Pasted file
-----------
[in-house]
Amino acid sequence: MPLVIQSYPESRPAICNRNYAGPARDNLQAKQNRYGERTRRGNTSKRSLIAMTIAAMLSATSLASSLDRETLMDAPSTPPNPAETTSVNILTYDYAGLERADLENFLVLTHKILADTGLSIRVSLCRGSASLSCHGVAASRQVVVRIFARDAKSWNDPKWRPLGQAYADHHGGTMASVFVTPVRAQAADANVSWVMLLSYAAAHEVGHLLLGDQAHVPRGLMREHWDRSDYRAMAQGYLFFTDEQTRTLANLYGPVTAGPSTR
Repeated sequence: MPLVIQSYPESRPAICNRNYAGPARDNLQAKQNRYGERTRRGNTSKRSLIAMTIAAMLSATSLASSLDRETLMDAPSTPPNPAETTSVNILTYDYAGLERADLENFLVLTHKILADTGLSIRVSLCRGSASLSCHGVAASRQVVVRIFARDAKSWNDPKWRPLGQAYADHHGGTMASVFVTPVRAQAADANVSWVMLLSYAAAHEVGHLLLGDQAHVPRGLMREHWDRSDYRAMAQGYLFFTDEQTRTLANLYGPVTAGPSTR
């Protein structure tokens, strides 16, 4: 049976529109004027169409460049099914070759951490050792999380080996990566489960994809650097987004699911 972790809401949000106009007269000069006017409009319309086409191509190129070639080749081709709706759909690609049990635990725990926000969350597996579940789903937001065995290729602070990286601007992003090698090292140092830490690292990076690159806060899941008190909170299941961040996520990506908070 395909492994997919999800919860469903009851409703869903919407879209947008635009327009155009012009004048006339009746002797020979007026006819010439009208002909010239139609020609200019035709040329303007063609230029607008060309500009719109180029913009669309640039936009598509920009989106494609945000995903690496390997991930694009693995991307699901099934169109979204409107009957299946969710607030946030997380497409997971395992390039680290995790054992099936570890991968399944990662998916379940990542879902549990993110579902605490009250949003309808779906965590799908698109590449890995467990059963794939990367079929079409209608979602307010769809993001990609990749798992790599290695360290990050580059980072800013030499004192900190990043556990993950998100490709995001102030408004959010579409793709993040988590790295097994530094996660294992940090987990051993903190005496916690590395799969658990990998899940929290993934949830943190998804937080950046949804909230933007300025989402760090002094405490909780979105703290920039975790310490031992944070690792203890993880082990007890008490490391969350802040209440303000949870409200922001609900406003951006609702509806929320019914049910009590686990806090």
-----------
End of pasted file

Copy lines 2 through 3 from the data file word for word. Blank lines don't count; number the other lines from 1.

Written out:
Amino acid sequence: MPLVIQSYPESRPAICNRNYAGPARDNLQAKQNRYGERTRRGNTSKRSLIAMTIAAMLSATSLASSLDRETLMDAPSTPPNPAETTSVNILTYDYAGLERADLENFLVLTHKILADTGLSIRVSLCRGSASLSCHGVAASRQVVVRIFARDAKSWNDPKWRPLGQAYADHHGGTMASVFVTPVRAQAADANVSWVMLLSYAAAHEVGHLLLGDQAHVPRGLMREHWDRSDYRAMAQGYLFFTDEQTRTLANLYGPVTAGPSTR
Repeated sequence: MPLVIQSYPESRPAICNRNYAGPARDNLQAKQNRYGERTRRGNTSKRSLIAMTIAAMLSATSLASSLDRETLMDAPSTPPNPAETTSVNILTYDYAGLERADLENFLVLTHKILADTGLSIRVSLCRGSASLSCHGVAASRQVVVRIFARDAKSWNDPKWRPLGQAYADHHGGTMASVFVTPVRAQAADANVSWVMLLSYAAAHEVGHLLLGDQAHVPRGLMREHWDRSDYRAMAQGYLFFTDEQTRTLANLYGPVTAGPSTR